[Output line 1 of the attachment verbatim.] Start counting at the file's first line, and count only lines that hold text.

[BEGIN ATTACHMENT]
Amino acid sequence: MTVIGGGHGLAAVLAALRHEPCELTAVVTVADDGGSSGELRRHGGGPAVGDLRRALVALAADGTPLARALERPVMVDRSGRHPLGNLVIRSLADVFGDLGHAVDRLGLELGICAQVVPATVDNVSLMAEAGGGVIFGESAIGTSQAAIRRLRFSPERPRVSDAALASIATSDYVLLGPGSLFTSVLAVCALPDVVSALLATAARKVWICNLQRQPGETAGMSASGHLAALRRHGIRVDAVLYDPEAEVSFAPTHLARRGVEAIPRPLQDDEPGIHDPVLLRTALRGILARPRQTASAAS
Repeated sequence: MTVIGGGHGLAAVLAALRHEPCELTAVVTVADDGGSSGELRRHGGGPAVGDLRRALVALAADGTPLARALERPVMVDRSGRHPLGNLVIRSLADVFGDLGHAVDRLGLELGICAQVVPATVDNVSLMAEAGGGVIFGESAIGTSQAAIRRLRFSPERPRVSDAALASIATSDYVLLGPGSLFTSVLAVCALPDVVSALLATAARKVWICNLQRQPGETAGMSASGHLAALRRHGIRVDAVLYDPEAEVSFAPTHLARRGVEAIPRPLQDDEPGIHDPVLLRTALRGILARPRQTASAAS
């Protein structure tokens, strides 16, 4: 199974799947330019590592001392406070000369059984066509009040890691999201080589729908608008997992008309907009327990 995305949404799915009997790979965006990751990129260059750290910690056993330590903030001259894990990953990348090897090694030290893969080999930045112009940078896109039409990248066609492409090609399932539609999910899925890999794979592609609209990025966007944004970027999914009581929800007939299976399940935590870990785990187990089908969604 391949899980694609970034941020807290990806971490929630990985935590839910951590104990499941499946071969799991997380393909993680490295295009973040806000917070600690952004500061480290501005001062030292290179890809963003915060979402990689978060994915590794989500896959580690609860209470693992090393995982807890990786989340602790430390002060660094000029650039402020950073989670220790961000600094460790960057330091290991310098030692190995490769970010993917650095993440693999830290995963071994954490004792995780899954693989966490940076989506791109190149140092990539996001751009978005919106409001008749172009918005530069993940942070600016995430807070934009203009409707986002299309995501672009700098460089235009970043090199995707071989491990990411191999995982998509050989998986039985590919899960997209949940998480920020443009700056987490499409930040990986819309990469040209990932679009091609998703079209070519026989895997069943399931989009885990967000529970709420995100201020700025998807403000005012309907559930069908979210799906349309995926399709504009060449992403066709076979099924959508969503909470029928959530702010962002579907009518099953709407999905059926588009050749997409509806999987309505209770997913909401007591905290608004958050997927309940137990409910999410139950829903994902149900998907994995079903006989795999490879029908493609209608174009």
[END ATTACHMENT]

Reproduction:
Amino acid sequence: MTVIGGGHGLAAVLAALRHEPCELTAVVTVADDGGSSGELRRHGGGPAVGDLRRALVALAADGTPLARALERPVMVDRSGRHPLGNLVIRSLADVFGDLGHAVDRLGLELGICAQVVPATVDNVSLMAEAGGGVIFGESAIGTSQAAIRRLRFSPERPRVSDAALASIATSDYVLLGPGSLFTSVLAVCALPDVVSALLATAARKVWICNLQRQPGETAGMSASGHLAALRRHGIRVDAVLYDPEAEVSFAPTHLARRGVEAIPRPLQDDEPGIHDPVLLRTALRGILARPRQTASAAS